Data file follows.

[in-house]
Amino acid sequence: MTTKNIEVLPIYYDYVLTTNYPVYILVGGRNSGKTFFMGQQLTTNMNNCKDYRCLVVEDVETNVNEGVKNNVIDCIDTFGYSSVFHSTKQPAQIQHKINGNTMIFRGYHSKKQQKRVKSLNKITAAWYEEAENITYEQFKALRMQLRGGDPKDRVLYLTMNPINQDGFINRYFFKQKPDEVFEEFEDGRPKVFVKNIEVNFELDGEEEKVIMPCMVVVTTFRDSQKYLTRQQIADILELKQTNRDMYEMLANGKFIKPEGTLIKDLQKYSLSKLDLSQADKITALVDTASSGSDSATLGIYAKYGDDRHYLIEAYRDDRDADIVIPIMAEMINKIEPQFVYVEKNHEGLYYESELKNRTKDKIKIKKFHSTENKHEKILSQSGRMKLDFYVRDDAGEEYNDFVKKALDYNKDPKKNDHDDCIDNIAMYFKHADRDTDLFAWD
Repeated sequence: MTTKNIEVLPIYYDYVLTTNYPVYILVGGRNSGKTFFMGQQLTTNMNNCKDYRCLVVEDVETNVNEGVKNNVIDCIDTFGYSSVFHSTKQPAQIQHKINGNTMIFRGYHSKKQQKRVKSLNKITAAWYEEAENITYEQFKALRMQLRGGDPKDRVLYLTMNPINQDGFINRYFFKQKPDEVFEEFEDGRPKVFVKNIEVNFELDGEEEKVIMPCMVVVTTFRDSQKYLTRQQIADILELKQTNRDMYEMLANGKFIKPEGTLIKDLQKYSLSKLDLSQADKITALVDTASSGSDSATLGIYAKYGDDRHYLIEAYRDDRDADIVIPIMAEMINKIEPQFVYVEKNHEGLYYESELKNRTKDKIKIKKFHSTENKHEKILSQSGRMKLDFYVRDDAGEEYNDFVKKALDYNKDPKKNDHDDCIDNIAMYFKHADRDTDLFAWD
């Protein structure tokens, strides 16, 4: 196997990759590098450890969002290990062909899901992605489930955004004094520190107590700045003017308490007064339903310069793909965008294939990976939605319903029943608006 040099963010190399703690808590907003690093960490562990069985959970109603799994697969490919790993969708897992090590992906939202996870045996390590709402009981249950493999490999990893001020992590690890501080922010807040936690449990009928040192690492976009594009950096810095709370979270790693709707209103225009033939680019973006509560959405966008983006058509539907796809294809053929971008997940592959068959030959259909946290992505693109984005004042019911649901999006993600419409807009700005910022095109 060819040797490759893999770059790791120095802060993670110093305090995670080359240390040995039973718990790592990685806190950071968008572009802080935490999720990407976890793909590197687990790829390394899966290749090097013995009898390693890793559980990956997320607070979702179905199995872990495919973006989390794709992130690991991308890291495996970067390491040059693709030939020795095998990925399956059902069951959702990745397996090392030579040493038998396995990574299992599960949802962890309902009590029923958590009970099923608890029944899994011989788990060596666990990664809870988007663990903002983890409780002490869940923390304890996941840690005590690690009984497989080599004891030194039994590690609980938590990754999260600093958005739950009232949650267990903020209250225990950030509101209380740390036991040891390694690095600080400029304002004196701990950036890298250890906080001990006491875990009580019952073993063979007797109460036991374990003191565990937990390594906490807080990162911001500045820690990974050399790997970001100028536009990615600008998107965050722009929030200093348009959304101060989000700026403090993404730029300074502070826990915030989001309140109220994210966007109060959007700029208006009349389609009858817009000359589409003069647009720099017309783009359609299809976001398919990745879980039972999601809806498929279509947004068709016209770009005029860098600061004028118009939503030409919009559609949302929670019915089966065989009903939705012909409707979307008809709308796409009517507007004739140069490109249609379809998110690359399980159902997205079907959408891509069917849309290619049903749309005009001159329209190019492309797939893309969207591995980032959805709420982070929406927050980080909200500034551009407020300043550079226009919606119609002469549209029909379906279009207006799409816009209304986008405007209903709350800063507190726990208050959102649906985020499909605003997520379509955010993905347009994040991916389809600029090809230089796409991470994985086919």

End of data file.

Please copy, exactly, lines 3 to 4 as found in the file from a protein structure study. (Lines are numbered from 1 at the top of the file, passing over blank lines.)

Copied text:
Repeated sequence: MTTKNIEVLPIYYDYVLTTNYPVYILVGGRNSGKTFFMGQQLTTNMNNCKDYRCLVVEDVETNVNEGVKNNVIDCIDTFGYSSVFHSTKQPAQIQHKINGNTMIFRGYHSKKQQKRVKSLNKITAAWYEEAENITYEQFKALRMQLRGGDPKDRVLYLTMNPINQDGFINRYFFKQKPDEVFEEFEDGRPKVFVKNIEVNFELDGEEEKVIMPCMVVVTTFRDSQKYLTRQQIADILELKQTNRDMYEMLANGKFIKPEGTLIKDLQKYSLSKLDLSQADKITALVDTASSGSDSATLGIYAKYGDDRHYLIEAYRDDRDADIVIPIMAEMINKIEPQFVYVEKNHEGLYYESELKNRTKDKIKIKKFHSTENKHEKILSQSGRMKLDFYVRDDAGEEYNDFVKKALDYNKDPKKNDHDDCIDNIAMYFKHADRDTDLFAWD
């Protein structure tokens, strides 16, 4: 196997990759590098450890969002290990062909899901992605489930955004004094520190107590700045003017308490007064339903310069793909965008294939990976939605319903029943608006 040099963010190399703690808590907003690093960490562990069985959970109603799994697969490919790993969708897992090590992906939202996870045996390590709402009981249950493999490999990893001020992590690890501080922010807040936690449990009928040192690492976009594009950096810095709370979270790693709707209103225009033939680019973006509560959405966008983006058509539907796809294809053929971008997940592959068959030959259909946290992505693109984005004042019911649901999006993600419409807009700005910022095109 060819040797490759893999770059790791120095802060993670110093305090995670080359240390040995039973718990790592990685806190950071968008572009802080935490999720990407976890793909590197687990790829390394899966290749090097013995009898390693890793559980990956997320607070979702179905199995872990495919973006989390794709992130690991991308890291495996970067390491040059693709030939020795095998990925399956059902069951959702990745397996090392030579040493038998396995990574299992599960949802962890309902009590029923958590009970099923608890029944899994011989788990060596666990990664809870988007663990903002983890409780002490869940923390304890996941840690005590690690009984497989080599004891030194039994590690609980938590990754999260600093958005739950009232949650267990903020209250225990950030509101209380740390036991040891390694690095600080400029304002004196701990950036890298250890906080001990006491875990009580019952073993063979007797109460036991374990003191565990937990390594906490807080990162911001500045820690990974050399790997970001100028536009990615600008998107965050722009929030200093348009959304101060989000700026403090993404730029300074502070826990915030989001309140109220994210966007109060959007700029208006009349389609009858817009000359589409003069647009720099017309783009359609299809976001398919990745879980039972999601809806498929279509947004068709016209770009005029860098600061004028118009939503030409919009559609949302929670019915089966065989009903939705012909409707979307008809709308796409009517507007004739140069490109249609379809998110690359399980159902997205079907959408891509069917849309290619049903749309005009001159329209190019492309797939893309969207591995980032959805709420982070929406927050980080909200500034551009407020300043550079226009919606119609002469549209029909379906279009207006799409816009209304986008405007209903709350800063507190726990208050959102649906985020499909605003997520379509955010993905347009994040991916389809600029090809230089796409991470994985086919």